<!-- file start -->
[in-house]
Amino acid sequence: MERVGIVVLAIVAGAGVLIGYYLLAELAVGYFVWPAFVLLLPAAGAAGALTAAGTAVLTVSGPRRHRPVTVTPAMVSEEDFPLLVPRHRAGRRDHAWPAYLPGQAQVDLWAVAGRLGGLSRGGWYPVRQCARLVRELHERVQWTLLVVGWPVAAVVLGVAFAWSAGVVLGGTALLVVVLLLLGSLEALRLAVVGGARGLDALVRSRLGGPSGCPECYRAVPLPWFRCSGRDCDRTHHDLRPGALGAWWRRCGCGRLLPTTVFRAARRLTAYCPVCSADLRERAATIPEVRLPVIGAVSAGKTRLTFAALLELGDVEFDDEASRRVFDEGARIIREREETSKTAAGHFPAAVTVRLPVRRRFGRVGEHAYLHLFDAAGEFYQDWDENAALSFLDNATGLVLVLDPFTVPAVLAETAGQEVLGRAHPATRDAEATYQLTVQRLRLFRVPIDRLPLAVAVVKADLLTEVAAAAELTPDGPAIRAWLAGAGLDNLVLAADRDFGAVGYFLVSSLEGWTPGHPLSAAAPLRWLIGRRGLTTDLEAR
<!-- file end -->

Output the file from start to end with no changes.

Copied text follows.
[in-house]
Amino acid sequence: MERVGIVVLAIVAGAGVLIGYYLLAELAVGYFVWPAFVLLLPAAGAAGALTAAGTAVLTVSGPRRHRPVTVTPAMVSEEDFPLLVPRHRAGRRDHAWPAYLPGQAQVDLWAVAGRLGGLSRGGWYPVRQCARLVRELHERVQWTLLVVGWPVAAVVLGVAFAWSAGVVLGGTALLVVVLLLLGSLEALRLAVVGGARGLDALVRSRLGGPSGCPECYRAVPLPWFRCSGRDCDRTHHDLRPGALGAWWRRCGCGRLLPTTVFRAARRLTAYCPVCSADLRERAATIPEVRLPVIGAVSAGKTRLTFAALLELGDVEFDDEASRRVFDEGARIIREREETSKTAAGHFPAAVTVRLPVRRRFGRVGEHAYLHLFDAAGEFYQDWDENAALSFLDNATGLVLVLDPFTVPAVLAETAGQEVLGRAHPATRDAEATYQLTVQRLRLFRVPIDRLPLAVAVVKADLLTEVAAAAELTPDGPAIRAWLAGAGLDNLVLAADRDFGAVGYFLVSSLEGWTPGHPLSAAAPLRWLIGRRGLTTDLEAR